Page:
As temperatures drop and gas prices rise, some bad driving habits could rapidly empty your tank.
Cold temperatures and winter weather can have a significant effect on fuel economy. With the national average for a gallon of gas up $1.31 from more than a year ago, any advice to help the wallet will go a long way.
According to AAA spokeswoman Ellen Edmonds, fuel line freeze-ups have all but disappeared due to modern gasoline. However, keeping your tank at least half full during winter in areas where temperatures regularly fall below freezing remains a good practice.
"It still reduces condensation in the fuel system, which is a good thing, and it also helps ensure that you will have an adequate reserve of fuel to run the engine for heat should your car become disabled in a remote location," Edmonds said.
The main problems people will have in bitterly cold temperatures are starting problems and coolant freezing up if antifreeze doesn't offer adequate protection, according to AAA.
Why is winter fuel economy lower?
Fuel economy tends to be less in colder weather for several reasons.
When the temperature drops, it increases the viscosity of engine oils, and other fluids increasing engine friction and requiring more time to reach normal operating temperatures. It also reduces battery performance, so the alternator must work harder to keep the battery charged.
"Cold air reduces tire pressures which in turn increases rolling resistance. Cold air is denser and increases aerodynamic drag which is especially important at highway speeds," said Stacy Davis, a researcher of transportation energy data at Oak Ridge National Laboratory who leads fueleconomy.gov.
Along with winter weather can come rougher driving surfaces due to snow, ice and gravel that reduce rolling efficiency. In many areas, the use of snow tires is recommended to improve traction, but they increase rolling resistance which lowers fuel economy, ORNL reports.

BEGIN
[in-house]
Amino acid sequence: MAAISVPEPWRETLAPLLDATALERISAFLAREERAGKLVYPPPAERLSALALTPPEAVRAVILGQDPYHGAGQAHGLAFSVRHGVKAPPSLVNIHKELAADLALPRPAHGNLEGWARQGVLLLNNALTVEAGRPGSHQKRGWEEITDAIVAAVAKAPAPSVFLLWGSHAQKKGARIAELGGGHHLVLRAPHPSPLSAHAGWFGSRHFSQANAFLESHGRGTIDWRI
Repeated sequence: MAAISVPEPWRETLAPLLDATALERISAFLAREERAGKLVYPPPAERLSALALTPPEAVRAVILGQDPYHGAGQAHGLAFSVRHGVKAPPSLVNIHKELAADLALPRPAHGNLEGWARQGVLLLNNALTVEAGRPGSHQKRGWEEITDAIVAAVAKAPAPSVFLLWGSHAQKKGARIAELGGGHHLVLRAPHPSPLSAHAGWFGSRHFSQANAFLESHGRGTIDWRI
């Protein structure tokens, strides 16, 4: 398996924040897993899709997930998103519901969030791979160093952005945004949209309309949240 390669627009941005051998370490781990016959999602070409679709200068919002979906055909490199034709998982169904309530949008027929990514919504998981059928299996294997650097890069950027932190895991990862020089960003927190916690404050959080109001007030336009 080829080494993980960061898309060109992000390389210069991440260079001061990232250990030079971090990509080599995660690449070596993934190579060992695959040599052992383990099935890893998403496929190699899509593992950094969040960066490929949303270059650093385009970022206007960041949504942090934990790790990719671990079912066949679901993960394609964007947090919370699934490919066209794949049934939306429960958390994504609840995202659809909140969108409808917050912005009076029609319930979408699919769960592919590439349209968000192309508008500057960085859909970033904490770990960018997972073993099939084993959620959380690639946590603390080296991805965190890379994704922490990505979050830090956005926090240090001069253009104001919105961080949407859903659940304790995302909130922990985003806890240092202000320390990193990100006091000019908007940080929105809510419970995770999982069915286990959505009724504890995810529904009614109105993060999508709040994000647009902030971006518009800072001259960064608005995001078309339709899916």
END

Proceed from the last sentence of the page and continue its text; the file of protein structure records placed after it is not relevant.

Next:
Also, winter gasoline blends may contain slightly less energy in a gallon of fuel than summer blends.
According to AAA, tire pressure is affected by cold air and can cause tires to become underinflated. In addition, the use of things like your defroster and heater requires extra energy, which equates to using more gas.
Cold air is also denser than warm air and creates more resistance for your vehicle to work against when driving.
Preparing your vehicle for freezing temperatures
- Check the level of antifreeze protection in your cooling system. If inadequate, it can cause coolant to freeze in the radiator during vehicle operation and lead to overheating. Coolant that freezes solid expands around 10% in volume and may cause cooling system or engine damage that can be costly to repair.
- If your battery is more than three years old, have it tested by a service professional to ensure it can provide adequate cranking power in cold weather.
- Make sure your engine is filled with the recommended motor oil. Most modern cars use multi-viscosity oils, and the first number in the rating is typically 0W, 5W, or 10W – which means the oil remains "thin" and flows more efficiently at lower temperatures.
- Check your tire pressures to avoid underinflation. Pressures typically decrease by one pound-per-square-inch for every 10-degree drop in outside temperature. Improperly inflated tires will impact fuel economy because it creates more resistance for the vehicle.
- If you drive a diesel vehicle, consider using a cold-weather fuel additive to prevent the formation of wax crystals that can plug the fuel system. The vehicle must be driven for a short time to circulate the additive throughout the fuel system before frigid weather sets in. The additive will not work if installed after the fact.
How to help your gas mileage in cold weather
- If possible, park in a garage – a heated garage is even better. This will help retain engine heat longer and protect the car from icy winds that accelerate heat loss.
- Preheat the cabin for hybrid or electric vehicles while plugged into the charger.
- Avoid excessive idling and warmup. A vehicle warms up more quickly when being driven but avoid hard accelerations until the engine is warmed up.
- Combine trips whenever possible. Short trips that require cold engine starts are the least efficient and, in the winter, it takes longer for the vehicle to warm up.
- For hybrid, plug-in hybrid and electric vehicles, it may be more efficient to use steering wheel and seat heaters than to heat the entire cabin. Read your owner’s manual for vehicle specific recommendations.
- Because of the increased aerodynamic drag in cold air, when it comes to carrying items on an exterior vehicle rack, roof-mounted racks decrease fuel economy much more than rear-mounted racks. When not in use, remove roof mounted ski racks and cargo carriers. This is also true for those who keep extra weight for winter traction. When not needed, remove all excess weight.